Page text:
Plane over intense Yosemite fire encounters flying tree debris

The Washburn Fire burns in Mariposa Grove

Wildfire activity inside the Washburn Fire burning in Yosemite National Park is reportedly so intense it’s lifting tree debris hundreds of feet into the air, causing at least one near-miss for firefighting aircraft.

Radio traffic from a plane over the blaze Saturday documented the rare phenonemon: “Hey, just want to let you know, a branch went over the top of us,” a pilot radioed into dispatch. “A pretty good size, probably 50 feet above us coming down and fell right between tanker 103 and myself.”

“OK, copy. So like a repeat of yesterday,” the dispatcher reponded.

“That’s exactly what I’m getting that,” the pilot said. “So if we keep seeing that, we might have to knock it off. I don’t want to take a chance of busting a window on an airplane or hurting an aircraft for this.”

Rare; but, not unheard of. Just one more danger you have to watch out for fighting a forest fire.

Ozone depletion over North Pole screws up weather

The ozone layer protects life on Earth from harmful UV radiation – and also messes with the weather

Many people are familiar with the hole in the ozone layer over Antarctica, but what is less well known is that occasionally, the protective ozone in the stratosphere over the Arctic is destroyed as well, thinning the ozone layer there. This last happened in the spring months of 2020, and before that, in the spring of 2011.

Each time the ozone layer has been thinned out, climate researchers subsequently observed weather anomalies across the entire northern hemisphere. In central and northern Europe, Russia and especially in Siberia, those spring seasons were exceptionally warm and dry. In other areas, such as polar regions, however, wet conditions prevailed. These weather anomalies were particularly pronounced in 2020…

Whether there is a causal relationship between stratospheric ozone destruction and the observed weather anomalies is a matter of debate in climate research. The polar vortex in the stratosphere, which forms in winter and decays in spring, also plays a role. Scientists who have studied the phenomenon so far have arrived at contradictory results and different conclusions.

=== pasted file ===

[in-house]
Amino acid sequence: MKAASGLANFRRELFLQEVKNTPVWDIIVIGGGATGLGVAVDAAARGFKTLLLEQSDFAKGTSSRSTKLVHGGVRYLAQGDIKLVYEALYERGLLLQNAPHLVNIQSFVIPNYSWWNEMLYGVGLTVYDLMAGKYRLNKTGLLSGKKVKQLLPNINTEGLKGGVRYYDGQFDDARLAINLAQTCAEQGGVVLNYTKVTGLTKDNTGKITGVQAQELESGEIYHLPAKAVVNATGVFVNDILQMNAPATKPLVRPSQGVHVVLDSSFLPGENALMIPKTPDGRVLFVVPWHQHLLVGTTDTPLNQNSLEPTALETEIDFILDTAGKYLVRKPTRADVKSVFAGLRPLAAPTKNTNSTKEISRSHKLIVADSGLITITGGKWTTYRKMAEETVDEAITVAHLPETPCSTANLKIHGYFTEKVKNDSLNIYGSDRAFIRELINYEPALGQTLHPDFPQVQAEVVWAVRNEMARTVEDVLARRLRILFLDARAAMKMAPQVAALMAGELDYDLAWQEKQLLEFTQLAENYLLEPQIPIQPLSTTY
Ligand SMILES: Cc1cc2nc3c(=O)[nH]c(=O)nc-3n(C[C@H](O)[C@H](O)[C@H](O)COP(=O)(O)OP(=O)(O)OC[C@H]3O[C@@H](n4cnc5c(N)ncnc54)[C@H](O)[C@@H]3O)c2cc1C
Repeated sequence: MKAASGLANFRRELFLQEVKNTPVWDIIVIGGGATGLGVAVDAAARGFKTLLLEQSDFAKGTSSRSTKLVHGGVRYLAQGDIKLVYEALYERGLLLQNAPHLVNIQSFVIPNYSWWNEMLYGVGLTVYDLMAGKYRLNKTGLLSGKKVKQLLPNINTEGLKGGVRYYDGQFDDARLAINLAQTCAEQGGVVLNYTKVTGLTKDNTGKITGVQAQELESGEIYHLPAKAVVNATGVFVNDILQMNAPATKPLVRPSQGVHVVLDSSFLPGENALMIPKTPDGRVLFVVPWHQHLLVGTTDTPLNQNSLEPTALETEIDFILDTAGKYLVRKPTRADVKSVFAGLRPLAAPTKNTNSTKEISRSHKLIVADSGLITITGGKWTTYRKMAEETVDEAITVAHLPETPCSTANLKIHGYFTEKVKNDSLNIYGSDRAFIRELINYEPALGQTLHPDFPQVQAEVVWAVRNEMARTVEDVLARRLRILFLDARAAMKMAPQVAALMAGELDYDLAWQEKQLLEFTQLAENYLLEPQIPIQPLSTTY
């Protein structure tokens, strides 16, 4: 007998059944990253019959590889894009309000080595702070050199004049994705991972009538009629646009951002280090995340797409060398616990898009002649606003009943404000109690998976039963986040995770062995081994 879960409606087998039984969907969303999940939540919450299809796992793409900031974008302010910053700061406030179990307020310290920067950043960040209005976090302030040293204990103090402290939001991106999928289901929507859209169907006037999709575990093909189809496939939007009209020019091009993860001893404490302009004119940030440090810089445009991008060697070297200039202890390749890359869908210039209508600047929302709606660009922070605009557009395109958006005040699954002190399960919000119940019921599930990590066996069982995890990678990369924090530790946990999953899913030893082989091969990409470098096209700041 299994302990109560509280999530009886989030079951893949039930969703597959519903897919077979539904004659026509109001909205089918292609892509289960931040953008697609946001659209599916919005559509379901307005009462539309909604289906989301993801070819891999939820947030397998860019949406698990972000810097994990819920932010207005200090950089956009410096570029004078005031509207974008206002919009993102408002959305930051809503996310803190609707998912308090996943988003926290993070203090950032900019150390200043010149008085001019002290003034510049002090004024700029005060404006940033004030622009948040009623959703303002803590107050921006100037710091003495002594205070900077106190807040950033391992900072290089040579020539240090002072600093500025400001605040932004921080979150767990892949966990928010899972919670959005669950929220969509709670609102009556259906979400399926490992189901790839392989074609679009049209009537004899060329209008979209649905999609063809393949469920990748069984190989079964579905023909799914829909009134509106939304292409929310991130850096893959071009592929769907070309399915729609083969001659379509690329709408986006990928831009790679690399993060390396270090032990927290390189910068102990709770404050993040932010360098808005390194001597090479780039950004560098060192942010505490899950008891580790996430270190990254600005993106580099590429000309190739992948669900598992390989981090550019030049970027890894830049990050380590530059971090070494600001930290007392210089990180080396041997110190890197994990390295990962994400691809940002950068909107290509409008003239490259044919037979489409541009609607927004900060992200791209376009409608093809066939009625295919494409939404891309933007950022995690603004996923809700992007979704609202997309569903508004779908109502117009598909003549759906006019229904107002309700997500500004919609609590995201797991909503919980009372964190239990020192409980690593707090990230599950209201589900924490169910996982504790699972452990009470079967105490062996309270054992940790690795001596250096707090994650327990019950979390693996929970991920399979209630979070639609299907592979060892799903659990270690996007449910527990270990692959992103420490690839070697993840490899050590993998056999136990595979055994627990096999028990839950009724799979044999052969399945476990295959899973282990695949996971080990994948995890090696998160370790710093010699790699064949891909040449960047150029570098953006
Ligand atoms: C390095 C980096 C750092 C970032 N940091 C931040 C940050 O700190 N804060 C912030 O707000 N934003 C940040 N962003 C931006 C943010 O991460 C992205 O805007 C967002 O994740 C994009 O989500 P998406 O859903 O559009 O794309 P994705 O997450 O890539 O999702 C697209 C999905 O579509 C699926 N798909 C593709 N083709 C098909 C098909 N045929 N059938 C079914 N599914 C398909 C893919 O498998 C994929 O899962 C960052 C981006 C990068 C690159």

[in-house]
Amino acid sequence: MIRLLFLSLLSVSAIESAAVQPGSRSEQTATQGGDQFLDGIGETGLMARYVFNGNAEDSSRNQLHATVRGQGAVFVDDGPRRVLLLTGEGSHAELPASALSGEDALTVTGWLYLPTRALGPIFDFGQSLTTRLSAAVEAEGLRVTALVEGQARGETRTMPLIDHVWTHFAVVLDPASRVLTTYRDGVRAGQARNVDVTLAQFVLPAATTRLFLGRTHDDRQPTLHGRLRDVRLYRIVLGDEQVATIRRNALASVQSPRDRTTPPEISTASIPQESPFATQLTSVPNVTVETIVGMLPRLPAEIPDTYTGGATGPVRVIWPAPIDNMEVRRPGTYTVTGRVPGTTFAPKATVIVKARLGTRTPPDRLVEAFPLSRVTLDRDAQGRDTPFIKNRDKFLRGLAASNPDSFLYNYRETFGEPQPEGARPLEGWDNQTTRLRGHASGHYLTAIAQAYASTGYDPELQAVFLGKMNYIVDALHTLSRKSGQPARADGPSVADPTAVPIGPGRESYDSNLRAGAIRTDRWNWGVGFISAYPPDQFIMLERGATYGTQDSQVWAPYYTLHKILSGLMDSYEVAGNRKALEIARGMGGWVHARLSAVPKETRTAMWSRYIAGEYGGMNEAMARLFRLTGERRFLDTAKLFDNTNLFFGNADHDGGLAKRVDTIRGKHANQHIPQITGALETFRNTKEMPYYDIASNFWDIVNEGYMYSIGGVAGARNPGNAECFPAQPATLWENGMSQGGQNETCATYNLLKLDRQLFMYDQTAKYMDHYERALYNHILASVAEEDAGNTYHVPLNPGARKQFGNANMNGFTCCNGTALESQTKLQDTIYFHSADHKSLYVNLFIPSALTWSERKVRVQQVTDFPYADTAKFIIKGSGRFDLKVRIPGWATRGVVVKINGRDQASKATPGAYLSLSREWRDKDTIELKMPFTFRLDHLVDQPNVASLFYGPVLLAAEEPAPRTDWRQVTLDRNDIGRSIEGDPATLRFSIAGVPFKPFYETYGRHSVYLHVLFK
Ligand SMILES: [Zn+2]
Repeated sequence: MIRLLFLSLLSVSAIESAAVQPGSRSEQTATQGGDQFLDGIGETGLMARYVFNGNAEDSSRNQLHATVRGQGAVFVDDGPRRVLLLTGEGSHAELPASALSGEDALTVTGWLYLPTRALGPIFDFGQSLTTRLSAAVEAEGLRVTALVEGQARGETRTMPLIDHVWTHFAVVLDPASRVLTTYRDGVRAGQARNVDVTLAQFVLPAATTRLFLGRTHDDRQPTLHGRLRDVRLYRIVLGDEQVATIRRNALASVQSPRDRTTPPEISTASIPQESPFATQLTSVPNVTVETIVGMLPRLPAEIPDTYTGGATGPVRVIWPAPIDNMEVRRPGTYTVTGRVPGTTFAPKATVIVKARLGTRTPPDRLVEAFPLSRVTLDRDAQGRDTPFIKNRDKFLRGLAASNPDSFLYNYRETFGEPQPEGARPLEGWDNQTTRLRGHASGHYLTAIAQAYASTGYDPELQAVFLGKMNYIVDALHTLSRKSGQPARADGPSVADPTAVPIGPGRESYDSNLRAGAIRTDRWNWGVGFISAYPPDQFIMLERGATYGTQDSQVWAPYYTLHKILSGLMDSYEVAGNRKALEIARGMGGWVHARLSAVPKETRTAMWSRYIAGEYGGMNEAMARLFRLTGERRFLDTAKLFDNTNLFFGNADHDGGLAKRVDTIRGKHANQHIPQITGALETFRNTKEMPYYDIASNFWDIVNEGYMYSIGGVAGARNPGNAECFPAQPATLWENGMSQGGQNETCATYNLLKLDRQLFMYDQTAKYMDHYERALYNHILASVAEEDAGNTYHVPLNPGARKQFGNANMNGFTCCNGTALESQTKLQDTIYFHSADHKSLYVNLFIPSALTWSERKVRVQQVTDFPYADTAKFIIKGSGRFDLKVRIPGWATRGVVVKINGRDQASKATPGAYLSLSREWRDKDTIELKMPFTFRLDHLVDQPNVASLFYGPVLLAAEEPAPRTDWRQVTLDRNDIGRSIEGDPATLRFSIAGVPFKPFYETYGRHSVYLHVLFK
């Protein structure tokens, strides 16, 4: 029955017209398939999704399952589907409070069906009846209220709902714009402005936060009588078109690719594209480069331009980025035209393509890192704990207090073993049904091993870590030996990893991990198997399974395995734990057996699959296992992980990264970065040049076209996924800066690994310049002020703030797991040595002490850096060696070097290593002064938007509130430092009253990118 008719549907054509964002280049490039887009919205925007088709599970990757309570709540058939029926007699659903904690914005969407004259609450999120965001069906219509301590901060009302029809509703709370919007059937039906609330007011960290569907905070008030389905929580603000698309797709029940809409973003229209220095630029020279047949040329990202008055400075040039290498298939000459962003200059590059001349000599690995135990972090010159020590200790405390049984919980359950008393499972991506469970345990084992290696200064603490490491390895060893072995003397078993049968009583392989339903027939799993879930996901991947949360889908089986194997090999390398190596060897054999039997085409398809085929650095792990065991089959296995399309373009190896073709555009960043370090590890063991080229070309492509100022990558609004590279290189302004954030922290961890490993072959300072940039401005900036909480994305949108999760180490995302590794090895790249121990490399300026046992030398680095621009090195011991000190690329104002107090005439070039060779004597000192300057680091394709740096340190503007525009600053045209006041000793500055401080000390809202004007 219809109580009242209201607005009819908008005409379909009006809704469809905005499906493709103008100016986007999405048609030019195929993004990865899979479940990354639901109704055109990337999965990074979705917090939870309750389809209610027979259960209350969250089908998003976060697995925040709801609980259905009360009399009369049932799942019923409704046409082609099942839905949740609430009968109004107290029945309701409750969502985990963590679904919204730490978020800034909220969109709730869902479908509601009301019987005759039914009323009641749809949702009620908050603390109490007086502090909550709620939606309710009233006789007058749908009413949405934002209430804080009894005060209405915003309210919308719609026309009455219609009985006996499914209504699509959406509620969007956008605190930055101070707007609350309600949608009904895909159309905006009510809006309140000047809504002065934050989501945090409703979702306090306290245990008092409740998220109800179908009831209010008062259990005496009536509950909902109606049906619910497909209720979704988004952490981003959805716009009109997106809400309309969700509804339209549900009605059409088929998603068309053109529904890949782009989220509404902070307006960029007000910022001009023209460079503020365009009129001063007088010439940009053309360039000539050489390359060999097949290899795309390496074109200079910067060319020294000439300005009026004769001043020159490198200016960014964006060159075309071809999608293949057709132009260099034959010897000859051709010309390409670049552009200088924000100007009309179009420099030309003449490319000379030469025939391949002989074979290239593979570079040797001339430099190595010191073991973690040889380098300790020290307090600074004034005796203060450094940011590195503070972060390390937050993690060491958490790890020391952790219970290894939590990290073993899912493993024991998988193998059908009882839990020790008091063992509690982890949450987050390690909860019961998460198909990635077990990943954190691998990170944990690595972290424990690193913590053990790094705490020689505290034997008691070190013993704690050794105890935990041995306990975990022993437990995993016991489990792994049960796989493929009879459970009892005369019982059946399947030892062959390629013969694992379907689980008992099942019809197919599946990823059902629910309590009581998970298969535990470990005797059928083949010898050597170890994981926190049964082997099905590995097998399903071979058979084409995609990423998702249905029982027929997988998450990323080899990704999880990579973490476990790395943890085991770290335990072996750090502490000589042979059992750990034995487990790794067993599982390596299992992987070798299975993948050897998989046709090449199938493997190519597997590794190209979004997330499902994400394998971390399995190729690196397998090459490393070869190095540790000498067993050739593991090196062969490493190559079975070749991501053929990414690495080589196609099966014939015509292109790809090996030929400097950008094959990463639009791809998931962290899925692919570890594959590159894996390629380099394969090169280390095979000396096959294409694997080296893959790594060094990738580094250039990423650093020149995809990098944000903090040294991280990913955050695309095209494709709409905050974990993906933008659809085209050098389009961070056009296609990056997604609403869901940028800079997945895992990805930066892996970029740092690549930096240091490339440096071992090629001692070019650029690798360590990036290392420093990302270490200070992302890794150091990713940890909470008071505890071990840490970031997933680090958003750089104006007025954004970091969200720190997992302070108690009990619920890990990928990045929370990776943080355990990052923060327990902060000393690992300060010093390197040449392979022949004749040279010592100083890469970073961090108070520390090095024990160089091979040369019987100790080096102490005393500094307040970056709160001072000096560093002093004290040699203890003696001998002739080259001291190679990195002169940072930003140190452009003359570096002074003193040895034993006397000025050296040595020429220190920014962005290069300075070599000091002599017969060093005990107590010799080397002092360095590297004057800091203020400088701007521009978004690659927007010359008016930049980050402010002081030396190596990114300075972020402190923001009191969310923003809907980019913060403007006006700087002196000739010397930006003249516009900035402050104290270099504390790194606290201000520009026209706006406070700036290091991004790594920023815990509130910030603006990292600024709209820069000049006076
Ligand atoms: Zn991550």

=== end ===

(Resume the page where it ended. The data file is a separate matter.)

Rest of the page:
Read on, amigos. Contradictions, affirmation, the gamut of analysis expands.

Bitcoin investors take historic bath!

In just three days last week, Bitcoin investors saw the largest realized loss ever—losses locked in by trading—as a Bitcoin sell-off saw investors bleed $7.3 billion, according to blockchain analytics provider Glassnode. The last month has seen a sustained crash that pushed Bitcoin’s price below $20,000 for the first time since 2020.

About 555,000 Bitcoins were traded between prices of $18,000 and $23,000, according to the firm. Long-term holders liquidated about 178,00 bitcoins at prices below $23,000, with a number of them realizing losses as high as 75 percent. “The last three consecutive days have been the largest USD denominated Realized Loss in Bitcoin history,” Glassnode wrote in a tweet on June 19.

Bitcoin miners have been feeling the pain beyond wallet balances, however. The Financial Times reported that shares in listed mining companies like Marathon Digital and Hut 8 have fallen around 40 percent over the past month, with some firms having to take machines offline as energy costs increase, Bitcoin’s price drops, and funding has dried up from capital markets…

To quote the late, great, Jerry Lester…”And away we go!”